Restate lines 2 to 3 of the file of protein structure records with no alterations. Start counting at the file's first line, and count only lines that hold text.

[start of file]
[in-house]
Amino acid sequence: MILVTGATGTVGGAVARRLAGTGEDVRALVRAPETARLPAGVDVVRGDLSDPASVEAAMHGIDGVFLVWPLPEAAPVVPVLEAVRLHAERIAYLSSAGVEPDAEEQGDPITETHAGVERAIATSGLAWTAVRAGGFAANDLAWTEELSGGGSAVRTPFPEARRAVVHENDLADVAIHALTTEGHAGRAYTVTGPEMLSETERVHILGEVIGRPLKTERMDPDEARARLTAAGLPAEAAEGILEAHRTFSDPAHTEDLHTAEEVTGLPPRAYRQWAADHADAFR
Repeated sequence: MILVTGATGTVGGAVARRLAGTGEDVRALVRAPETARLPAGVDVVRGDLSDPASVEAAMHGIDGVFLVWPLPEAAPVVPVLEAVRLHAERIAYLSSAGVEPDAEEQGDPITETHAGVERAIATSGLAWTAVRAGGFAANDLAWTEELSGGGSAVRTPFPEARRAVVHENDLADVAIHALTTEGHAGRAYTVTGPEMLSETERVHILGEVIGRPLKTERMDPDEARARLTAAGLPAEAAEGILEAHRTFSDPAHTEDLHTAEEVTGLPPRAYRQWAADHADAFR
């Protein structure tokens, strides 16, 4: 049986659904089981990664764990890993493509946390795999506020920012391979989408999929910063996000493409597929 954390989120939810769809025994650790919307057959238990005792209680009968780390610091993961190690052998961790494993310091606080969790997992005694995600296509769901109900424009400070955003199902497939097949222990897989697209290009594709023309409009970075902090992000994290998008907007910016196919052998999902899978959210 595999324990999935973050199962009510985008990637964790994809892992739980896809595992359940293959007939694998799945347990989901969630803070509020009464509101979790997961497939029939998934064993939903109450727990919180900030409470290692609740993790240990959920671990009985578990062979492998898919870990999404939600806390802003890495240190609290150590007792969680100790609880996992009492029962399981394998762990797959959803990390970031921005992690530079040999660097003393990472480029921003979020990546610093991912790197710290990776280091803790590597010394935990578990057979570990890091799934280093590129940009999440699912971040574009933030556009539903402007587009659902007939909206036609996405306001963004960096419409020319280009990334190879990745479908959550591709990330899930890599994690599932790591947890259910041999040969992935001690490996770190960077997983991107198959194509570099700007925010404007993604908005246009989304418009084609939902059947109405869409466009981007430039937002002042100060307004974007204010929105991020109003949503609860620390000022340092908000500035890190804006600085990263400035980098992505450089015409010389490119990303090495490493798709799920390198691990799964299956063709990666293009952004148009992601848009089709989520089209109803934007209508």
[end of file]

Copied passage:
Amino acid sequence: MILVTGATGTVGGAVARRLAGTGEDVRALVRAPETARLPAGVDVVRGDLSDPASVEAAMHGIDGVFLVWPLPEAAPVVPVLEAVRLHAERIAYLSSAGVEPDAEEQGDPITETHAGVERAIATSGLAWTAVRAGGFAANDLAWTEELSGGGSAVRTPFPEARRAVVHENDLADVAIHALTTEGHAGRAYTVTGPEMLSETERVHILGEVIGRPLKTERMDPDEARARLTAAGLPAEAAEGILEAHRTFSDPAHTEDLHTAEEVTGLPPRAYRQWAADHADAFR
Repeated sequence: MILVTGATGTVGGAVARRLAGTGEDVRALVRAPETARLPAGVDVVRGDLSDPASVEAAMHGIDGVFLVWPLPEAAPVVPVLEAVRLHAERIAYLSSAGVEPDAEEQGDPITETHAGVERAIATSGLAWTAVRAGGFAANDLAWTEELSGGGSAVRTPFPEARRAVVHENDLADVAIHALTTEGHAGRAYTVTGPEMLSETERVHILGEVIGRPLKTERMDPDEARARLTAAGLPAEAAEGILEAHRTFSDPAHTEDLHTAEEVTGLPPRAYRQWAADHADAFR